You heard me. I preferred The Phantom Menace. I do not say those words lightly.

He’s Faceman! He’s Columbo! He’s Facemambo!

Posted in Life, TV with tags , , on April 5, 2010 by richardblandford

Columbo                                       Faceman

The other day I went to Dirk Benedict play Columbo in Prescription: Murder at the Worthing Connaught Theatre. The play actually predates the series and was used as the basis for the pilot episode in which Peter Falk played the detective for the first time (although confusingly, the play is based on a previous TV one-off drama, in which Columbo was played by yet another actor).

Benedict was convincing in the role, perhaps wisely adding little of his own and essentially conjuring up the spirit of Falk (who, confusingly, isn’t dead, although he has dementia and can no longer remember being Columbo, which is surely the saddest fact in show-business not involving Alex Reid right now).

The production was cheap and cheerful (and nothing wrong with that), although the sets were excellent, convincingly conjuring up 60s Los Angeles with a minimum of elements. Some of the acting from the supporting cast was a bit creaky, with that ‘TALKING REALLY LOUDLY FOR NO REASON’ you used to get in Radio 4 dramas in the 80s, but I don’t know if the play would really have benefited from a more subtle approach.

Benedict smoked a real cigar, which you could smell and everything.

The audience was played by Victoria Wood and Julie Walters (Sample overheard comments following the murder scene: ‘I can see her breathing.’ ‘Well she’s not really dead.’).

Anyway, the show’s touring the country, and I recommend it.

Muscle Beach Party

Posted in Books, Film with tags , , on April 5, 2010 by richardblandford

Muscle Beach Party

Over the past year or so, the theme of what sort of books can be successfully be made into films has been touched on several times in this blog.  This begs the obvious counter-question, what sort of films can be made into books?  In order to answer this, I felt compelled to read the novelisation of the 1964 musical surfing comedy Muscle Beach Party starring Frankie Avalon and Annette Funicello, as adapted by Elsie Lee (A snip at 50p, actually worth at least £30).

Now, I don’t mind admitting I went in with low expectations.  A lighthearted romp involving sight-gags, musical numbers and characters painted with strokes so broad they may as well have used a roller do not seem like the ideal ingredients for a satisfying read.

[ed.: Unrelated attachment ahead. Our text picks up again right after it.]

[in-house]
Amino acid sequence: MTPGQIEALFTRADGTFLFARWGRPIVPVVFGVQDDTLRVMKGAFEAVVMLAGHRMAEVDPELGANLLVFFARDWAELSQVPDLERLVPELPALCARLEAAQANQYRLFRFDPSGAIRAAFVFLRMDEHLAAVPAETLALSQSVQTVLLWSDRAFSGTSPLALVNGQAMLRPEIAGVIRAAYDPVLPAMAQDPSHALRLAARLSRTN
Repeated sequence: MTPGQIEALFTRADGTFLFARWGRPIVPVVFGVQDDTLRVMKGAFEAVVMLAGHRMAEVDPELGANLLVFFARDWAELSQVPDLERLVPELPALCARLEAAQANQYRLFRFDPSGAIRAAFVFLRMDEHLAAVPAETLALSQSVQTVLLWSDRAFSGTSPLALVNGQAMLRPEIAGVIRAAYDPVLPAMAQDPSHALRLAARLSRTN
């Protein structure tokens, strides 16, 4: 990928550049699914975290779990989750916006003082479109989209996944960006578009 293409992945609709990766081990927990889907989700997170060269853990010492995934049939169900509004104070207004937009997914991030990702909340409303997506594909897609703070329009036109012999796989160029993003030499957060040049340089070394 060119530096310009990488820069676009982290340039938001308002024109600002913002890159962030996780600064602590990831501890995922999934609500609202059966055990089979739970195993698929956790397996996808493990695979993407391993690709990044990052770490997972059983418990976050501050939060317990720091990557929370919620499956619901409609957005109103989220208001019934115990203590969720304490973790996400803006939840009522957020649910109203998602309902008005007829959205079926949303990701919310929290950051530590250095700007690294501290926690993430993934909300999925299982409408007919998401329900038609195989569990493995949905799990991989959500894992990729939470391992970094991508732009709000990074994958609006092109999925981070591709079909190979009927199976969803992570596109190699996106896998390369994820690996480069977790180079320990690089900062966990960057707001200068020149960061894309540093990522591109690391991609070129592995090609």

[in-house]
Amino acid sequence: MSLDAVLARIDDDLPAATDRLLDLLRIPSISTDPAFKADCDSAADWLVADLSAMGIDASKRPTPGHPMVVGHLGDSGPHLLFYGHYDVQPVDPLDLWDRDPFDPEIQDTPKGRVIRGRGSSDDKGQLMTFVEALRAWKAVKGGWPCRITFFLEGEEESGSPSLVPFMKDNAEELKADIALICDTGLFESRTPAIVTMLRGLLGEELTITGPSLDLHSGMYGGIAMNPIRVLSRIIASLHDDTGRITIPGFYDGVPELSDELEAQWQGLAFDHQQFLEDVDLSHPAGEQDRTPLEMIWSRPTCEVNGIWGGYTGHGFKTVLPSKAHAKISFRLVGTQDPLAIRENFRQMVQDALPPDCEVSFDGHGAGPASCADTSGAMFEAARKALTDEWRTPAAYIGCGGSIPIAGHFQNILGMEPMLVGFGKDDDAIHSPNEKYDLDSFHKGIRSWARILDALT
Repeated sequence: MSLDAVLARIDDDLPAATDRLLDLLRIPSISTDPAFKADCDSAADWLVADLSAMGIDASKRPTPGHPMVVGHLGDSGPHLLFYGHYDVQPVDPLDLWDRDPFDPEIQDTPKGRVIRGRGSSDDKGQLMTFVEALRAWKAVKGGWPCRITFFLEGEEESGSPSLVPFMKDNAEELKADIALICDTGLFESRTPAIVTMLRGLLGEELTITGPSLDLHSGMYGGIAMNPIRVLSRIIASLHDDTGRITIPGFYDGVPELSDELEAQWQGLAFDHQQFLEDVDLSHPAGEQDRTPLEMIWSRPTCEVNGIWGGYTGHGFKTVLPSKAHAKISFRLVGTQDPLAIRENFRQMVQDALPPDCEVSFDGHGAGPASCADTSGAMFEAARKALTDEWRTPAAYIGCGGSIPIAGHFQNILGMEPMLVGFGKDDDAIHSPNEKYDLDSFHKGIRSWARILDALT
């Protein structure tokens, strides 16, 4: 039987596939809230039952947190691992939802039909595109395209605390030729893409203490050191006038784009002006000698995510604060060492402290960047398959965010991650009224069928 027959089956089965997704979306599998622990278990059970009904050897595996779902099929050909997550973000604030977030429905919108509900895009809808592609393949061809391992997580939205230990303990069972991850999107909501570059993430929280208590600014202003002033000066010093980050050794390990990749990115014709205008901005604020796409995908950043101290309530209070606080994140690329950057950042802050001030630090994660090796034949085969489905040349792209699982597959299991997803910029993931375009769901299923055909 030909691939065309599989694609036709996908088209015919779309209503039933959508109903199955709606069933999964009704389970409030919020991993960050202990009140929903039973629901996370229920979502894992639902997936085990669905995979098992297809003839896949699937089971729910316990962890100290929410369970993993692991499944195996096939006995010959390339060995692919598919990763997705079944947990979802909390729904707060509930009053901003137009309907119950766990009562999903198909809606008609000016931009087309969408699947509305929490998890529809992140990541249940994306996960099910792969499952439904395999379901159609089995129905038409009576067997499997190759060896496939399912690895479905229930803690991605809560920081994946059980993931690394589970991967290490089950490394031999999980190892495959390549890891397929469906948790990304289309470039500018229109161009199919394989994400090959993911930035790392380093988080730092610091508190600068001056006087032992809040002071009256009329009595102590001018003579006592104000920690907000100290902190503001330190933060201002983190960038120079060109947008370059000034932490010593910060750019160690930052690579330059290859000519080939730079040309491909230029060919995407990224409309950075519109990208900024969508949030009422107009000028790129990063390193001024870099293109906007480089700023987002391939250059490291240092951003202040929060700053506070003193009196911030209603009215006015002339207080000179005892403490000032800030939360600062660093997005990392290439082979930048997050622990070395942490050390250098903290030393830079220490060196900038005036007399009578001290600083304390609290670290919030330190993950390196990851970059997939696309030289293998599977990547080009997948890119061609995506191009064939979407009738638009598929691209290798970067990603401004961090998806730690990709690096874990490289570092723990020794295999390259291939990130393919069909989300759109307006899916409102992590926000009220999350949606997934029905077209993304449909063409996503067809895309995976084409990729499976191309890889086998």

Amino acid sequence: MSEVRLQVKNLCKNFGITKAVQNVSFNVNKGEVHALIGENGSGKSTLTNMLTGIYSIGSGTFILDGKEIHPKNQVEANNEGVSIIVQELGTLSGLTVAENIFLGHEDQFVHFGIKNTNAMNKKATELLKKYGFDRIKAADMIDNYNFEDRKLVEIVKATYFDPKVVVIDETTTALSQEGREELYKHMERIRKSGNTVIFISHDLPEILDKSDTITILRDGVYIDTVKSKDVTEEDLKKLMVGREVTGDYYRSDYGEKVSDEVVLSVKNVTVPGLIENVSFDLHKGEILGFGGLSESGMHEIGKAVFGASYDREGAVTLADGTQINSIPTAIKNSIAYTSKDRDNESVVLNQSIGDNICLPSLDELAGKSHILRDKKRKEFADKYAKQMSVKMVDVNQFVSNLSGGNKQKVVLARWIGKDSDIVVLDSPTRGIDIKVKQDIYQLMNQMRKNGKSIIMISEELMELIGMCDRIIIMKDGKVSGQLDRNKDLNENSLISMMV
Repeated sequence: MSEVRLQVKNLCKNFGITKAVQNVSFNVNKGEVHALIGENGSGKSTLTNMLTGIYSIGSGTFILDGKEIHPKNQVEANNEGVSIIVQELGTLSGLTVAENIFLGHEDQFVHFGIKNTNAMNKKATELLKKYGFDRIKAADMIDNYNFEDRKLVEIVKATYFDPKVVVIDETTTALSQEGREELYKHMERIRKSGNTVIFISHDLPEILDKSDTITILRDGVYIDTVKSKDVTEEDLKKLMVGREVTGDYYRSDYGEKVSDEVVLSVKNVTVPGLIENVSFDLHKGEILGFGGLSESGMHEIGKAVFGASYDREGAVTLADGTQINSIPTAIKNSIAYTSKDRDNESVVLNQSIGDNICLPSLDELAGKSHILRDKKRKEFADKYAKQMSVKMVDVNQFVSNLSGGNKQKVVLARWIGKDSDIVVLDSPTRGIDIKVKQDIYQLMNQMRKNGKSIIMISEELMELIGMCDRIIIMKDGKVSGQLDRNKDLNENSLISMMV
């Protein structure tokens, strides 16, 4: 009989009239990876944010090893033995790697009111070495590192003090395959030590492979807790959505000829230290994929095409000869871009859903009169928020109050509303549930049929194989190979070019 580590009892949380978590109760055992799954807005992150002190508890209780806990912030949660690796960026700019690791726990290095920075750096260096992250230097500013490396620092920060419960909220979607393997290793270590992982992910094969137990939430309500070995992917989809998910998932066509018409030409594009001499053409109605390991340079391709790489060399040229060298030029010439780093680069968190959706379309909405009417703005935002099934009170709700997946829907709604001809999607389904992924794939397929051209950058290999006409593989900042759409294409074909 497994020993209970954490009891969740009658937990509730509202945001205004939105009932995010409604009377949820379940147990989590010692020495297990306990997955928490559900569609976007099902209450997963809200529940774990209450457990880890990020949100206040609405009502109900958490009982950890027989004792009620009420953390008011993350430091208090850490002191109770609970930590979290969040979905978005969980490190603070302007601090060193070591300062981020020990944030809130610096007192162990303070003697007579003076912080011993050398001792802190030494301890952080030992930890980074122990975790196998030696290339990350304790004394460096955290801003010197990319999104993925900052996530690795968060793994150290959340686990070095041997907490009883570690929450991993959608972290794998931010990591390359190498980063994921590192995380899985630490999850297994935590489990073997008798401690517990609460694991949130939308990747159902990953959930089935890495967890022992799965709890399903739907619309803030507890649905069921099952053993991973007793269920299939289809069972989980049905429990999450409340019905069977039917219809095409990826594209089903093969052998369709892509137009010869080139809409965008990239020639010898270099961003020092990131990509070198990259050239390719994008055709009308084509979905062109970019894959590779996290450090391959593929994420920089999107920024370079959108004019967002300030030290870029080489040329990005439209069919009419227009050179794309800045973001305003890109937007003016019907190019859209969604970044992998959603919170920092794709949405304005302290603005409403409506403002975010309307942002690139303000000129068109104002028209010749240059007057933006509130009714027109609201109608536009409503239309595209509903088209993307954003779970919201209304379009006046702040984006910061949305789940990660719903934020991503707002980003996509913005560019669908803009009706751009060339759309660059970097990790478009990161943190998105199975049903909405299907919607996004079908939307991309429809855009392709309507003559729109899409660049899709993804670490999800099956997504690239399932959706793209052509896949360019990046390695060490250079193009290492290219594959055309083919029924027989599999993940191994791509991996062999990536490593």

How wrong I was.  As well as a gripping story about how a group of surfers stand up to a body-building club while a rich contessa attempts to make a gigolo out of their leader, this book has everything.

Social comment: ‘Her hand caught warmly in Frankie’s, Dee Dee wandered where he led, across the sands and away from the sounds of civilization, If you can call it that, she thought vaguely’.

The weight of history: ‘”Like maybe brains do count for more than brawn?” Dee Dee suggested.  “Like maybe that’s what our pappies were proving against Mr. Hitler?”‘

Existentialism: ‘”Honey, the beach is free,” he said with soft intensity… ‘the surf keeps rolling, rolling, with a rhythm nothing can match – and your life’s your own as long as you keep looking up and riding the curl… Isn’t that enough?”‘

Indeed, I would say that Muscle Beach Party has so much scope, so much depth of insight, it is a candidate for the elusive Great American Novel, if not the best novel of the 20th Century.

I, of course, don’t mean this.  It’s a load of old shit.  It is, however, cheerful shit that wouldn’t utterly wreck your life if you were to read it.

What’s really interesting is the fact that occasionally, Elsie Lee does a little bit more than meet her brief of turning the script into prose.  There’s some genuine characterisation slipped in here and there, with some imagination employed in working out what lies behind the actions of these cardboard characters.  You get a sense that, at least over the weekend she was working on this thing, she actually cared about them.